A male employer can terminate a female employee because the employer’s wife is concerned about a possible relationship between the employer and employee. At least this is true in Iowa as reported by CNN last month.
Melissa Nelson worked as a dental assistant for Dr. Knight for over a decade. Dr. Knight admitted that she was a good dental assistant. Both Dr. Knight and Ms. Nelson were married. Ms. Nelson denies that she ever flirted with Dr. Knight and considered Dr. Knight a friend and father figure. During her employment, Dr. Knight complained to Ms. Nelson that “her clothing was too tight and revealing and ‘distracting.’” The doctor told her that if she “saw his pants bulging”, she would know her clothing was too revealing. A year later, the two began texting each other regarding both work and personal matters. On at least one occasion, Ms. Nelson recalled receiving a text from Dr. Knight asking her “how often she experienced an orgasm.” Although both deny any affair, when Dr. Knight’s wife discovered the texts, she demanded that Dr. Knight terminate Ms. Nelson’s employment as “she was a big threat to [their] marriage.” Subsequently, Dr. Knight terminated Ms. Nelson’s employment stating that “their relationship had become a detriment to Dr. Knight’s family[.]”
Ms. Nelson filed suit against Dr. Knight for sex discrimination, but did not contend that Dr. Knight sexually harassed her. The question before the Iowa Supreme Court was “whether an employee who has not engaged in flirtatious conduct may be lawfully terminated simply because the boss views the employee as an irresistible attraction.” Ultimately dismissing Ms. Nelson’s claim and answering “Yes”, the Iowa Supreme Court in an interesting decision [pdf] found no discrimination based on her gender. In its decision, the court considered several federal decisions with similar facts.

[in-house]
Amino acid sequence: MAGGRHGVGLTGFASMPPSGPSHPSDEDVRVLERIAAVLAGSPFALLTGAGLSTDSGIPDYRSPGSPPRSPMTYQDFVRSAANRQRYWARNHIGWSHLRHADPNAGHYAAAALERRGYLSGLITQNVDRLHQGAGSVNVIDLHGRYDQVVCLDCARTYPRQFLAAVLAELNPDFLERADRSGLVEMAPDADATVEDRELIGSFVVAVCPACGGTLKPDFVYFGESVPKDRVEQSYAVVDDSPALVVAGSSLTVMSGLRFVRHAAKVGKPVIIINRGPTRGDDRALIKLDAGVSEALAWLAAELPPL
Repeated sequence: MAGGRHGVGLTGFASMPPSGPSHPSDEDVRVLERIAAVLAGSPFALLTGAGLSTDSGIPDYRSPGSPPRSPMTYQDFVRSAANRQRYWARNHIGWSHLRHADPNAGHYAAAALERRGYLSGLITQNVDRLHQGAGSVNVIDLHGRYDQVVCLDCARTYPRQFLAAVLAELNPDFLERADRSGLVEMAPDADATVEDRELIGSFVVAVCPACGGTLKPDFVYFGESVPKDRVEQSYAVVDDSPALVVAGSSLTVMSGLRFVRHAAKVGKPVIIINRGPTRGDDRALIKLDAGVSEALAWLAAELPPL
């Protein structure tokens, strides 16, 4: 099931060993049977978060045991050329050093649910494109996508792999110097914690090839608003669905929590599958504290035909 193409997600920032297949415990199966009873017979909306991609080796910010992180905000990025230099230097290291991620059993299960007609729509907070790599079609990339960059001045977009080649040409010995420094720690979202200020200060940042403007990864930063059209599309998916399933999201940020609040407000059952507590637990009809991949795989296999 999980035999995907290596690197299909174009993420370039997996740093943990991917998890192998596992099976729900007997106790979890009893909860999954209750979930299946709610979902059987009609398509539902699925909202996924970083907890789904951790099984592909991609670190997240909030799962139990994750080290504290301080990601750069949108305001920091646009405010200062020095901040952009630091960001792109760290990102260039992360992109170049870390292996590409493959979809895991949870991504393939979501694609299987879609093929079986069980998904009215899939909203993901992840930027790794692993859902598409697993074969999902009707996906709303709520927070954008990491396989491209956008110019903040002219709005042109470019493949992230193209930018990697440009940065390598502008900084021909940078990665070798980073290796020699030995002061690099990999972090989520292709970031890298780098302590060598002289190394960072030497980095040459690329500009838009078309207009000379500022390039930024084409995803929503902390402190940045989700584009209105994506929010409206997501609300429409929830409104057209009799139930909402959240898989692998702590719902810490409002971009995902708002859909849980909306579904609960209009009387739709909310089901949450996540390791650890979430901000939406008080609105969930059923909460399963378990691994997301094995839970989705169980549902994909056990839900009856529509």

So does this case give employers carte blanche authority to terminate employees based on their looks? No, although the case highlights that there are limits on claims such as gender discrimination especially when Dr. Knight hired a female to replace Ms. Nelson (and his staff was historically female), the case is fact specific. Employers are best advised to make employment decisions based upon employee’s work performance.